While professional drivers have to worry about speed traps, weight restrictions and traffic jams, many don’t consider the effects of prolonged sun exposure from driving.
In a study appearing in the Journal of the American Academy of Dermatology a Saint Louis University doctor found that facial skin cancers were predominantly on the left-side, and especially in men.
"We tend to see more skin cancer on the left side of the face – drivers need to be aware of the amount of sun exposure they receive behind the wheel," said Scott Fosko, M.D., chair of dermatology at Saint Louis University School of Medicine, and co-author of the study. "The cumulative effect of being exposed to the sun builds up over many years."
According to the American Cancer Society, most of the more than 1 million cases of non-melanoma skin cancer diagnosed yearly in the United States are considered to be sun-related. Melanoma, the most serious type of skin cancer, accounted for a majority of the nearly 12,000 deaths due to skin cancer last year.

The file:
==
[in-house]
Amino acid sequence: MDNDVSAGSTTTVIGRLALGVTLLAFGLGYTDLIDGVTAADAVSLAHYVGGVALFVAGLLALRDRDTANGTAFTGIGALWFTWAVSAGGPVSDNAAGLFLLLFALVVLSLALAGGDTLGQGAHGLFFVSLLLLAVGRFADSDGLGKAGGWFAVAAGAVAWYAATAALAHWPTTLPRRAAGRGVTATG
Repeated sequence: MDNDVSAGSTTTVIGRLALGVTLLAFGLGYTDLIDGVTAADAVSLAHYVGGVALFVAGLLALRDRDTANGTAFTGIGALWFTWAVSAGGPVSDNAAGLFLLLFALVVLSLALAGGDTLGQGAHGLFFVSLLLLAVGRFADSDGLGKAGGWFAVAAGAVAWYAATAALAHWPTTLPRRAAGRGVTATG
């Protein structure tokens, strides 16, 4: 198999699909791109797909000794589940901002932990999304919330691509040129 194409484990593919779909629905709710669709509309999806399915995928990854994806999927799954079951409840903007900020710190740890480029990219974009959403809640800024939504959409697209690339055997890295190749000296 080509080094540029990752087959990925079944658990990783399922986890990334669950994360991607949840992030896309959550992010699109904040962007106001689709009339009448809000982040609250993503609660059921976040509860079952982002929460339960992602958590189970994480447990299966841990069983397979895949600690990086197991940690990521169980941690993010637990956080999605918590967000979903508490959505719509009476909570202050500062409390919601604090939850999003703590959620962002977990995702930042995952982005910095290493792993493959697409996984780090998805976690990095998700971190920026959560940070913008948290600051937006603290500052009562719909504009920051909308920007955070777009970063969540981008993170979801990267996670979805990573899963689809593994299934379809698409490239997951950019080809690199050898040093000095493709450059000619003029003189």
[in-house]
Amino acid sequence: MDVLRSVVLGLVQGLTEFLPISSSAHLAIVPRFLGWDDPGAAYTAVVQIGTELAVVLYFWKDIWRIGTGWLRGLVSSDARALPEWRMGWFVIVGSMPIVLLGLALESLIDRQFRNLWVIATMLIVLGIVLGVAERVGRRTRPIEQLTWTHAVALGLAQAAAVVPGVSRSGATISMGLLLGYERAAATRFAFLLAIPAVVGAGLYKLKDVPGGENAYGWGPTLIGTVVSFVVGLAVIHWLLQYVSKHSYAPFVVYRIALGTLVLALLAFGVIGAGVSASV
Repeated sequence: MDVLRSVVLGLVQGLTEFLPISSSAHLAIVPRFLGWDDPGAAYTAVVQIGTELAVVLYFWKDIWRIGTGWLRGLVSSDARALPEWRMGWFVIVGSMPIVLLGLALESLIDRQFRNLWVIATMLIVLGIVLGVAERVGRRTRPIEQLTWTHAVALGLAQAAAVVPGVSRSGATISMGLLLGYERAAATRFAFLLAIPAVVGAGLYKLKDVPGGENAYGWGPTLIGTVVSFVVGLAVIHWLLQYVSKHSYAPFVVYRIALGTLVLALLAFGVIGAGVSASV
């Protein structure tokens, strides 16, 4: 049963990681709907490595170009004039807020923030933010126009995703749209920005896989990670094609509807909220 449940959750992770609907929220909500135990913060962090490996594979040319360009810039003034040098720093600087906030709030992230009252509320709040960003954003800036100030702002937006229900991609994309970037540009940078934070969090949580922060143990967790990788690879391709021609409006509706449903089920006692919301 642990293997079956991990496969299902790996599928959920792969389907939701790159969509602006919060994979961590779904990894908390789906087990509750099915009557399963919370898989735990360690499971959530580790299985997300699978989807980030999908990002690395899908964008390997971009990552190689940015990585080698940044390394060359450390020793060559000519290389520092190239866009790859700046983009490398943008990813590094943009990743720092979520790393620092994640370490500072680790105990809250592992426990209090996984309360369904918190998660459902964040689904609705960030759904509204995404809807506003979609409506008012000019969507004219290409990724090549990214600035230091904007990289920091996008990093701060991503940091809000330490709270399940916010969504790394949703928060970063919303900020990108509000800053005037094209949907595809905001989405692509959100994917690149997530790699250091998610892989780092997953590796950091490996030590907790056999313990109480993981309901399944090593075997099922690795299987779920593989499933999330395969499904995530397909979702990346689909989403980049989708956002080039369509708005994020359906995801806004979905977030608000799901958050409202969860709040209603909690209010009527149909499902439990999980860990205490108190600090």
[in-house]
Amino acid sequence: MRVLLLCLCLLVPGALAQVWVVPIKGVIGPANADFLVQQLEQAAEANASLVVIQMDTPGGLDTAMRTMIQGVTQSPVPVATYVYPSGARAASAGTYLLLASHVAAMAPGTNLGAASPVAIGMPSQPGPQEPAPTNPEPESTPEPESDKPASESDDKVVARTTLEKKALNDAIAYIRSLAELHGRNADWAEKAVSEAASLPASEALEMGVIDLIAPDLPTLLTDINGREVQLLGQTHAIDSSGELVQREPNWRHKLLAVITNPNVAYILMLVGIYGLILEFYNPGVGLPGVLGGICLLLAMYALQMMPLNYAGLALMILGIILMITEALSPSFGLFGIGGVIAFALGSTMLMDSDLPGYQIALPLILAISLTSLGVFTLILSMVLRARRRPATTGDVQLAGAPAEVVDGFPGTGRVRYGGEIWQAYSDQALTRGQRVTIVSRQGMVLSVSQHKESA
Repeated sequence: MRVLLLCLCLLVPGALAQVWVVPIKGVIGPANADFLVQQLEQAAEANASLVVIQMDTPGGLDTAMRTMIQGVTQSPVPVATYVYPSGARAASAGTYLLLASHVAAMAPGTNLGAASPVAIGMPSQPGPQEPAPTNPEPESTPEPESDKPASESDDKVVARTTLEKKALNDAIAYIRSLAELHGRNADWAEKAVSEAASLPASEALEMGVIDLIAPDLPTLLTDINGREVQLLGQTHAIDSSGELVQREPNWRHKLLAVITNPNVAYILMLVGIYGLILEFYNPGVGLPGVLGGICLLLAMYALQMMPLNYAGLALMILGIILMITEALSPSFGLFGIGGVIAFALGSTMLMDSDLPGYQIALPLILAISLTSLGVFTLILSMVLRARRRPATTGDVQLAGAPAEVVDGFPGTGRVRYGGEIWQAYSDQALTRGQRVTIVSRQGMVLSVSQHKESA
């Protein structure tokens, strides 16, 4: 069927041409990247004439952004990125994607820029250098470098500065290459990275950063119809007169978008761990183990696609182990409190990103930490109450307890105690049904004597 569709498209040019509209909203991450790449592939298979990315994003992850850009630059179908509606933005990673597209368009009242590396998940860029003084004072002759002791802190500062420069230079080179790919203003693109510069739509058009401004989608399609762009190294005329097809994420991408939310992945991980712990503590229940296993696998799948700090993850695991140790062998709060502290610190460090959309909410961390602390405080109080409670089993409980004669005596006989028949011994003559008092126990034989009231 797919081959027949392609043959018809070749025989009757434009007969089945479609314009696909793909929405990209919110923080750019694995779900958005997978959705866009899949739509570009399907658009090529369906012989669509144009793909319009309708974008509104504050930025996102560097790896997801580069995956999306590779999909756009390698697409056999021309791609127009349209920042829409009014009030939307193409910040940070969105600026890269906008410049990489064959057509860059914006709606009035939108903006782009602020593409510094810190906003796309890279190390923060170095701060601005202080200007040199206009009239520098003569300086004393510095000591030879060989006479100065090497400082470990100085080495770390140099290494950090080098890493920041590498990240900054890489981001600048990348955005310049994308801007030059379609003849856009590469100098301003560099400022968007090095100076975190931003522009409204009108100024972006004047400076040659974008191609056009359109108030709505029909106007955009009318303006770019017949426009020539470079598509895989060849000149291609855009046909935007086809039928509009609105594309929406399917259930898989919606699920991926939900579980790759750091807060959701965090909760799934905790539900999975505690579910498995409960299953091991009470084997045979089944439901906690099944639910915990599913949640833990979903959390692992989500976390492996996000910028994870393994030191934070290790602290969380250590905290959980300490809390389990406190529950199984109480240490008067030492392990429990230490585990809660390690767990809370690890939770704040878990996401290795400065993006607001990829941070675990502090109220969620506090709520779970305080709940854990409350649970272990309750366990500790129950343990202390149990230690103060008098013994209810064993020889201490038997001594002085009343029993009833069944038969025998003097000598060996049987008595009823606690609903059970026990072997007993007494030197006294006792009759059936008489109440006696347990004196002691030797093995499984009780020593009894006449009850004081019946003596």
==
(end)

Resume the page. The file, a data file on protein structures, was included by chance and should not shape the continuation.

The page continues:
Professional drivers aren’t the only ones that need to monitor exposure to the sun; carpooling moms and daily commuters should be concerned as well.
Fosko recommends wearing sunscreen that blocks both UVA and UVB rays every day to avoid skin cancer. Checking the label of the product allows consumers to ensure the sunscreen protects against both. Defense against premature wrinkling and aging of the skin are also added benefits of sunscreen application.
Tinting glass and using UV filters on windows also helps reduce the amount of UV rays that age the skin. In addition to sunscreen on sun-exposed areas, Fosko recommends drivers to wear protective clothing whenever possible.
"Professional drivers learn to wear proper safety equipment be it gloves, steel-toed boots or safety glasses when appropriate," said Fosko. "Sunscreen should be added to the list. An ounce of sunscreen applied as prevention on the road can be worth a lot of time and expense parked in a doctor’s office later on."